A long-time janitor at a South Florida community center and playground whose legal status as a sex predator should have prevented him from working near children has been charged by police with violating Florida law.
Wilton Manors Police on Tuesday charged 63-year-old Clarence Collins — convicted in 1997 on three counts of attempted sexual battery on an 11-year-old girl and two counts of lewd and lascivious conduct — for working at The Pride Center at Equality Park despite the construction of a playground there in 2015, according to an arrest affidavit filed by the department.
State law prevents sex predators who targeted minors to work near children or loiter within 300 feet of a place where children gather.
Robert Boo, CEO of the Wilton Manors LGBTQ center, said he was unaware Collins had been violating the law until last month, when a concerned parent contacted him demanding Collins be fired. Boo told the Miami Herald he was made aware of Collins' status as a sexual predator in 2006 and tried keeping him "off-site" during child-focused events, a safety precaution some parents said was not followed.
Collins was fired on March 19, and subsequently arrested on April 2 for lying to police about where he had lived for the past five years — an apartment about 500 feet away from a daycare center — and failing to re-register as a sex predator when he moved to the Broward County city. All three are felonies.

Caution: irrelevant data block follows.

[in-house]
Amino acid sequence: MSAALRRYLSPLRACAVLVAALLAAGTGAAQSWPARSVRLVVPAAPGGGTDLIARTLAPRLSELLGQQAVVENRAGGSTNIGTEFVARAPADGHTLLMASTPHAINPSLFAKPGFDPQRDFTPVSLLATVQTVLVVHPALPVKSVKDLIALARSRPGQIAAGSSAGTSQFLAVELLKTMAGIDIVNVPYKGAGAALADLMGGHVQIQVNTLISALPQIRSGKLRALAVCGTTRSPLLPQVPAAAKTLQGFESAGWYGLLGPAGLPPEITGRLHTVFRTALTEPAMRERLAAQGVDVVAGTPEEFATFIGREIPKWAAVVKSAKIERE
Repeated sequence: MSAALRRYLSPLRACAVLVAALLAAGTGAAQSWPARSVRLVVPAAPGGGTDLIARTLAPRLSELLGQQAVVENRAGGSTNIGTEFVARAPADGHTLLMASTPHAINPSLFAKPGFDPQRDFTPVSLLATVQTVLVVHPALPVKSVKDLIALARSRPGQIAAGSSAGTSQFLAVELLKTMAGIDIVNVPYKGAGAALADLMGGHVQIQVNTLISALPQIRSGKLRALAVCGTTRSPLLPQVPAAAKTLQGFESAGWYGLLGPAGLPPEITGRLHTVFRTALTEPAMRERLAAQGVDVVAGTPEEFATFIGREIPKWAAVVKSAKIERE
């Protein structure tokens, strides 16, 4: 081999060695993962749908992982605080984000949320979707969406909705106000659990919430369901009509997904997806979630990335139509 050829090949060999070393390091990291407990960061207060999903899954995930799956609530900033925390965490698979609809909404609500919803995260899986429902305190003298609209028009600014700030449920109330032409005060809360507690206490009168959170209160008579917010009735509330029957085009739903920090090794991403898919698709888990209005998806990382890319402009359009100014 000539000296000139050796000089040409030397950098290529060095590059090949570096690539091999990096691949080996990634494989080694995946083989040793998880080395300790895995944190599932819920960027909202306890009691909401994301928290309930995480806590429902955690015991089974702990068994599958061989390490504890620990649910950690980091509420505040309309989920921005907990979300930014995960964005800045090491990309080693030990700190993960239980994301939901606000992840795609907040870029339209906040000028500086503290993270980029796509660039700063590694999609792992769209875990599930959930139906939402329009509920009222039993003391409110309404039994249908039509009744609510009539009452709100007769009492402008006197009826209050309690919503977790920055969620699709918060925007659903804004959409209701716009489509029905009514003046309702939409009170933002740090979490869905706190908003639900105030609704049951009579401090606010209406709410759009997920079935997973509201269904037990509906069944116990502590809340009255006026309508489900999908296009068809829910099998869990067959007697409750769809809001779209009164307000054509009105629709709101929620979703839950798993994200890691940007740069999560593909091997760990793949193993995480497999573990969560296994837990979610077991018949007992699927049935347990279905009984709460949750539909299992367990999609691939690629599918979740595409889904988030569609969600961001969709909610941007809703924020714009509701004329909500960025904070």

The scandal, first reported by the South Florida Gay News, has shaken the small city known for its large LGBTQ presence. Some members of the storied Pride Center, established more than two decades ago to provide social services and support for members of the local LGBTQ community, have questioned the center's leadership and called for Boo's resignation.
Although Collins' background is easily accessible through the Florida Department of Law Enforcement's sexual offender registry, Boo said he first learned of the details of Collins' crimes — he confessed to cops in 1995 that he raped an 11-year-old girl, who later told investigators Collins threatened her at gunpoint not to tell — after the Miami Herald first reported them last week.
Boo, who has apologized for his self-described ignorance of the law but appears intent on keeping his job, refused an interview with the Herald prior to the story's publishing and only responded to a fraction of questions sent to a representative via email.
“He didn’t know and didn’t understand the gravity of the crime, the depths of the depravity,” Boo’s spokesman, Evan Nierman, later told Herald columnist Fabiola Santiago. “He didn’t do the legwork... He was horrified at what he read in the Miami Herald this morning.”
Collins was booked into the Broward County Jail last week, and has since been assigned a public defender. His total bond has been set at $8,500.